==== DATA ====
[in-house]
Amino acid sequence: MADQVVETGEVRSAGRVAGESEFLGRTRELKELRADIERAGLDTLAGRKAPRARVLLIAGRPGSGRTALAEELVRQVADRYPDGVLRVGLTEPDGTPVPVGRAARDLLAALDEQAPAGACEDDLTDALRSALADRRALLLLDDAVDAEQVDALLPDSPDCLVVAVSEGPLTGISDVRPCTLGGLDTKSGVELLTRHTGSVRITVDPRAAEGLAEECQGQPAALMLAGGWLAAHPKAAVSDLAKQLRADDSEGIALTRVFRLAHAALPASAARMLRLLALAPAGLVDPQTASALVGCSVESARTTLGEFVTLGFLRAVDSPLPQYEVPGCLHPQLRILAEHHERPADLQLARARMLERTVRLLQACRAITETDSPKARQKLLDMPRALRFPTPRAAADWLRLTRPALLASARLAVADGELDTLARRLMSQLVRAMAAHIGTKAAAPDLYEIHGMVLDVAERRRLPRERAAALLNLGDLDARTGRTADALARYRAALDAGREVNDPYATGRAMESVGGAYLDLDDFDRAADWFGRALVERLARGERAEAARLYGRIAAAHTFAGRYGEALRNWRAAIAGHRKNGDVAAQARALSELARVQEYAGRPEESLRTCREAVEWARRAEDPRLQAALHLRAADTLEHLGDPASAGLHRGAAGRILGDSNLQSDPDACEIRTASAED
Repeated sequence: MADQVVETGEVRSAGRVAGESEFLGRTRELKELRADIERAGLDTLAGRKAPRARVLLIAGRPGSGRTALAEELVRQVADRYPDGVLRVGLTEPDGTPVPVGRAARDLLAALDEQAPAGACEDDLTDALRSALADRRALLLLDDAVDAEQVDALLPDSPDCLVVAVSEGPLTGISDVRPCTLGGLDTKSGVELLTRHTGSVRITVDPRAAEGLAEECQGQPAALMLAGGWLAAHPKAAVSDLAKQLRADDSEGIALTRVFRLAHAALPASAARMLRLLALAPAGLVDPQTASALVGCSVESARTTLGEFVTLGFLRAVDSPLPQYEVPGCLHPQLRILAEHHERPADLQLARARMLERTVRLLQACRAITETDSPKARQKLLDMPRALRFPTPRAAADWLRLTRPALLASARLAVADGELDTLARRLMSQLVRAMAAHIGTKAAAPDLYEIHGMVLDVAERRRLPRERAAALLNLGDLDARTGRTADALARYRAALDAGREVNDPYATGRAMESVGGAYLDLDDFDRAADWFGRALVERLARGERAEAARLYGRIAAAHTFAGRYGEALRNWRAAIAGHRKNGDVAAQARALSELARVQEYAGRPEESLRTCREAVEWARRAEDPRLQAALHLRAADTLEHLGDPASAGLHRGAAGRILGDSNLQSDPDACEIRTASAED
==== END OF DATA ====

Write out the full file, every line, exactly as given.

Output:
[in-house]
Amino acid sequence: MADQVVETGEVRSAGRVAGESEFLGRTRELKELRADIERAGLDTLAGRKAPRARVLLIAGRPGSGRTALAEELVRQVADRYPDGVLRVGLTEPDGTPVPVGRAARDLLAALDEQAPAGACEDDLTDALRSALADRRALLLLDDAVDAEQVDALLPDSPDCLVVAVSEGPLTGISDVRPCTLGGLDTKSGVELLTRHTGSVRITVDPRAAEGLAEECQGQPAALMLAGGWLAAHPKAAVSDLAKQLRADDSEGIALTRVFRLAHAALPASAARMLRLLALAPAGLVDPQTASALVGCSVESARTTLGEFVTLGFLRAVDSPLPQYEVPGCLHPQLRILAEHHERPADLQLARARMLERTVRLLQACRAITETDSPKARQKLLDMPRALRFPTPRAAADWLRLTRPALLASARLAVADGELDTLARRLMSQLVRAMAAHIGTKAAAPDLYEIHGMVLDVAERRRLPRERAAALLNLGDLDARTGRTADALARYRAALDAGREVNDPYATGRAMESVGGAYLDLDDFDRAADWFGRALVERLARGERAEAARLYGRIAAAHTFAGRYGEALRNWRAAIAGHRKNGDVAAQARALSELARVQEYAGRPEESLRTCREAVEWARRAEDPRLQAALHLRAADTLEHLGDPASAGLHRGAAGRILGDSNLQSDPDACEIRTASAED
Repeated sequence: MADQVVETGEVRSAGRVAGESEFLGRTRELKELRADIERAGLDTLAGRKAPRARVLLIAGRPGSGRTALAEELVRQVADRYPDGVLRVGLTEPDGTPVPVGRAARDLLAALDEQAPAGACEDDLTDALRSALADRRALLLLDDAVDAEQVDALLPDSPDCLVVAVSEGPLTGISDVRPCTLGGLDTKSGVELLTRHTGSVRITVDPRAAEGLAEECQGQPAALMLAGGWLAAHPKAAVSDLAKQLRADDSEGIALTRVFRLAHAALPASAARMLRLLALAPAGLVDPQTASALVGCSVESARTTLGEFVTLGFLRAVDSPLPQYEVPGCLHPQLRILAEHHERPADLQLARARMLERTVRLLQACRAITETDSPKARQKLLDMPRALRFPTPRAAADWLRLTRPALLASARLAVADGELDTLARRLMSQLVRAMAAHIGTKAAAPDLYEIHGMVLDVAERRRLPRERAAALLNLGDLDARTGRTADALARYRAALDAGREVNDPYATGRAMESVGGAYLDLDDFDRAADWFGRALVERLARGERAEAARLYGRIAAAHTFAGRYGEALRNWRAAIAGHRKNGDVAAQARALSELARVQEYAGRPEESLRTCREAVEWARRAEDPRLQAALHLRAADTLEHLGDPASAGLHRGAAGRILGDSNLQSDPDACEIRTASAED